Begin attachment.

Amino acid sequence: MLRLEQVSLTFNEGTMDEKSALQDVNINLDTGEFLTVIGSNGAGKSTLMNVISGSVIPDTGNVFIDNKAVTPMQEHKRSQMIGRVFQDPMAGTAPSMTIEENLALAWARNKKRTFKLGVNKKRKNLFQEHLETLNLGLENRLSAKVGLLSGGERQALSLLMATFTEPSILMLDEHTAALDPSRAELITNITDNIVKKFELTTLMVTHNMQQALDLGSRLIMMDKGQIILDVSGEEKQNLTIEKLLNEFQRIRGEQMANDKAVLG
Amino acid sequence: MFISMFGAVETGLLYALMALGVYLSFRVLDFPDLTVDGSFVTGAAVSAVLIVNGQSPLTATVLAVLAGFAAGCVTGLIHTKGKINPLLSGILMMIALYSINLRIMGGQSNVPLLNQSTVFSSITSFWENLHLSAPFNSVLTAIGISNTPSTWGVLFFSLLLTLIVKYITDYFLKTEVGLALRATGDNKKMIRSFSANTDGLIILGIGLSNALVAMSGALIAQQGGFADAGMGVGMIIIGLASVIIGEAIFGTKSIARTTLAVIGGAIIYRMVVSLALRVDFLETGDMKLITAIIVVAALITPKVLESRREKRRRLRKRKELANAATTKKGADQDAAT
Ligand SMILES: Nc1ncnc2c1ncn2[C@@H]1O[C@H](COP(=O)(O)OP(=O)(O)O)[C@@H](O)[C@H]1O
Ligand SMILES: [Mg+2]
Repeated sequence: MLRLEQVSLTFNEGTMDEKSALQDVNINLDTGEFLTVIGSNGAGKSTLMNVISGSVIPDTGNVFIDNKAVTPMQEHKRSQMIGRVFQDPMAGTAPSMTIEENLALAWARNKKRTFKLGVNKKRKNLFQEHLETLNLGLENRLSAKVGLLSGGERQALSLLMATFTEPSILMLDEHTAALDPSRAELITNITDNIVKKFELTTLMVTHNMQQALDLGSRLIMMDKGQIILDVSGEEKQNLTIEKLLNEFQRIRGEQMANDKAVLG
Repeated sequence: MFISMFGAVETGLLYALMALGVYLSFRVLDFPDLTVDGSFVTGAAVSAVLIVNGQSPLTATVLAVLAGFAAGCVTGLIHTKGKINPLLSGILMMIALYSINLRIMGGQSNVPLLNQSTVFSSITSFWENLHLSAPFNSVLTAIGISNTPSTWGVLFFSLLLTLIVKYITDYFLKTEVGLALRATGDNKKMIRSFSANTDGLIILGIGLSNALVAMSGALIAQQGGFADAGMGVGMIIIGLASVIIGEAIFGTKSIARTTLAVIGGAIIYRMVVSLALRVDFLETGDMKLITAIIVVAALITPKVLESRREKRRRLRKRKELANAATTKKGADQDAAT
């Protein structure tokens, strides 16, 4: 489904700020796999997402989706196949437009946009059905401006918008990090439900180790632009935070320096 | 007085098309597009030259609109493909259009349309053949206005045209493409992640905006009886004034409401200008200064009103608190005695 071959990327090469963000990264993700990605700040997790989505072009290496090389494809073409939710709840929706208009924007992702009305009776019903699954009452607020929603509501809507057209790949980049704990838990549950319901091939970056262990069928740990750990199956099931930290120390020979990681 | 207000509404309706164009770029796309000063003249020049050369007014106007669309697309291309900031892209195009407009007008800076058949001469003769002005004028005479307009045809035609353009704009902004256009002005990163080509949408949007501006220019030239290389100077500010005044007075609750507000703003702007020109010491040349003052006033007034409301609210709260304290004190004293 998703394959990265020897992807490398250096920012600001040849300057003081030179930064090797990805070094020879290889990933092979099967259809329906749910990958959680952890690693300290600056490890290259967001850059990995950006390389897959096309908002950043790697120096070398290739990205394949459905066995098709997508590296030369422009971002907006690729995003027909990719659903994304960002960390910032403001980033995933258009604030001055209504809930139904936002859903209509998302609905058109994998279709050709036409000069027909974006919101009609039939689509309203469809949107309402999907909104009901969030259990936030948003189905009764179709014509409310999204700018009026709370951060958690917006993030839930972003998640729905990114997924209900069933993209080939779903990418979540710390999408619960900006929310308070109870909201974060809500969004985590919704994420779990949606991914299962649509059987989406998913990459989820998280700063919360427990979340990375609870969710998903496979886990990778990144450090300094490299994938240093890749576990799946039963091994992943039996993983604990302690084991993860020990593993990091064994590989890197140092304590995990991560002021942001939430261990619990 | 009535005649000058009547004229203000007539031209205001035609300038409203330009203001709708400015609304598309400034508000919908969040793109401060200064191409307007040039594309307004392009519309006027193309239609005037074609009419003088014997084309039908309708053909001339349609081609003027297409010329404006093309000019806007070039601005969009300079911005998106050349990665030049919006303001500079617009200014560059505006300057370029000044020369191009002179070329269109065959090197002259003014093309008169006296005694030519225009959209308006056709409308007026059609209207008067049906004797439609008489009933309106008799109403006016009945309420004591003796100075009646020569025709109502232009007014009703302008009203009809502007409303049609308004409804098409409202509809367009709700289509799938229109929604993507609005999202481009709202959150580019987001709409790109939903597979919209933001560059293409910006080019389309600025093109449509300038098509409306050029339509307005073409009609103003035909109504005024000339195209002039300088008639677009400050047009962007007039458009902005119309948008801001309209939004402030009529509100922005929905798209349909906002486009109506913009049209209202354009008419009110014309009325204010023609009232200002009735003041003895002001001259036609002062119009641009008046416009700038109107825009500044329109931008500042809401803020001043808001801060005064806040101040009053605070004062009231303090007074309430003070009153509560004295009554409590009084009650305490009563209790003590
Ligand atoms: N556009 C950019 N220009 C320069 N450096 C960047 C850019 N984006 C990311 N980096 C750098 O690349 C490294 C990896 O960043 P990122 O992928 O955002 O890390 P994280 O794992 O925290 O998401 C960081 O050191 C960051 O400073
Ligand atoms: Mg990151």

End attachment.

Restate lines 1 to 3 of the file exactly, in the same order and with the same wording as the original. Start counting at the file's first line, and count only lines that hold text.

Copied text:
Amino acid sequence: MLRLEQVSLTFNEGTMDEKSALQDVNINLDTGEFLTVIGSNGAGKSTLMNVISGSVIPDTGNVFIDNKAVTPMQEHKRSQMIGRVFQDPMAGTAPSMTIEENLALAWARNKKRTFKLGVNKKRKNLFQEHLETLNLGLENRLSAKVGLLSGGERQALSLLMATFTEPSILMLDEHTAALDPSRAELITNITDNIVKKFELTTLMVTHNMQQALDLGSRLIMMDKGQIILDVSGEEKQNLTIEKLLNEFQRIRGEQMANDKAVLG
Amino acid sequence: MFISMFGAVETGLLYALMALGVYLSFRVLDFPDLTVDGSFVTGAAVSAVLIVNGQSPLTATVLAVLAGFAAGCVTGLIHTKGKINPLLSGILMMIALYSINLRIMGGQSNVPLLNQSTVFSSITSFWENLHLSAPFNSVLTAIGISNTPSTWGVLFFSLLLTLIVKYITDYFLKTEVGLALRATGDNKKMIRSFSANTDGLIILGIGLSNALVAMSGALIAQQGGFADAGMGVGMIIIGLASVIIGEAIFGTKSIARTTLAVIGGAIIYRMVVSLALRVDFLETGDMKLITAIIVVAALITPKVLESRREKRRRLRKRKELANAATTKKGADQDAAT
Ligand SMILES: Nc1ncnc2c1ncn2[C@@H]1O[C@H](COP(=O)(O)OP(=O)(O)O)[C@@H](O)[C@H]1O